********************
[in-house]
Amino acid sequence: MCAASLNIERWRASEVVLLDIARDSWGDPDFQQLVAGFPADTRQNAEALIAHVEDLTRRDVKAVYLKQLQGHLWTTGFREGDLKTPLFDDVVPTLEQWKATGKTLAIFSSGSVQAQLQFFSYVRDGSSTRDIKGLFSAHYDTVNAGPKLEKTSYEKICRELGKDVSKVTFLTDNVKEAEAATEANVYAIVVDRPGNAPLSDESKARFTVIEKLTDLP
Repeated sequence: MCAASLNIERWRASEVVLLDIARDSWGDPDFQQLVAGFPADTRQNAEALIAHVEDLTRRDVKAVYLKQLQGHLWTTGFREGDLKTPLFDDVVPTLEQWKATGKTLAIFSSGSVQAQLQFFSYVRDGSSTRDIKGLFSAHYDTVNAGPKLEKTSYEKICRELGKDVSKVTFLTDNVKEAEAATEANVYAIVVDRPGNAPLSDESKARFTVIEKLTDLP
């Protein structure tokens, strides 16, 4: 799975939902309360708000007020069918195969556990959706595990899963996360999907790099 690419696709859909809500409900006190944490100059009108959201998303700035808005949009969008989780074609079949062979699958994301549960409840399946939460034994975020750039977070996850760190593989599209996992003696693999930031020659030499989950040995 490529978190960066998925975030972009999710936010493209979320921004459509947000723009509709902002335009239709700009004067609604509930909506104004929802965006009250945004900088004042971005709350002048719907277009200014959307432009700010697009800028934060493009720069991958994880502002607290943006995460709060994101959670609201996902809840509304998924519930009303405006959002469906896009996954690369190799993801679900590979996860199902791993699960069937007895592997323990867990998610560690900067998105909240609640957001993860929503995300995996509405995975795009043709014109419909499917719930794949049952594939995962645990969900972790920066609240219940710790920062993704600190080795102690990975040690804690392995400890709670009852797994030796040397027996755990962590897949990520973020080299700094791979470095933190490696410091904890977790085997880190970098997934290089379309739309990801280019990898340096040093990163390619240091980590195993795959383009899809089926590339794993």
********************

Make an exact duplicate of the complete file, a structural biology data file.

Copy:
[in-house]
Amino acid sequence: MCAASLNIERWRASEVVLLDIARDSWGDPDFQQLVAGFPADTRQNAEALIAHVEDLTRRDVKAVYLKQLQGHLWTTGFREGDLKTPLFDDVVPTLEQWKATGKTLAIFSSGSVQAQLQFFSYVRDGSSTRDIKGLFSAHYDTVNAGPKLEKTSYEKICRELGKDVSKVTFLTDNVKEAEAATEANVYAIVVDRPGNAPLSDESKARFTVIEKLTDLP
Repeated sequence: MCAASLNIERWRASEVVLLDIARDSWGDPDFQQLVAGFPADTRQNAEALIAHVEDLTRRDVKAVYLKQLQGHLWTTGFREGDLKTPLFDDVVPTLEQWKATGKTLAIFSSGSVQAQLQFFSYVRDGSSTRDIKGLFSAHYDTVNAGPKLEKTSYEKICRELGKDVSKVTFLTDNVKEAEAATEANVYAIVVDRPGNAPLSDESKARFTVIEKLTDLP
């Protein structure tokens, strides 16, 4: 799975939902309360708000007020069918195969556990959706595990899963996360999907790099 690419696709859909809500409900006190944490100059009108959201998303700035808005949009969008989780074609079949062979699958994301549960409840399946939460034994975020750039977070996850760190593989599209996992003696693999930031020659030499989950040995 490529978190960066998925975030972009999710936010493209979320921004459509947000723009509709902002335009239709700009004067609604509930909506104004929802965006009250945004900088004042971005709350002048719907277009200014959307432009700010697009800028934060493009720069991958994880502002607290943006995460709060994101959670609201996902809840509304998924519930009303405006959002469906896009996954690369190799993801679900590979996860199902791993699960069937007895592997323990867990998610560690900067998105909240609640957001993860929503995300995996509405995975795009043709014109419909499917719930794949049952594939995962645990969900972790920066609240219940710790920062993704600190080795102690990975040690804690392995400890709670009852797994030796040397027996755990962590897949990520973020080299700094791979470095933190490696410091904890977790085997880190970098997934290089379309739309990801280019990898340096040093990163390619240091980590195993795959383009899809089926590339794993």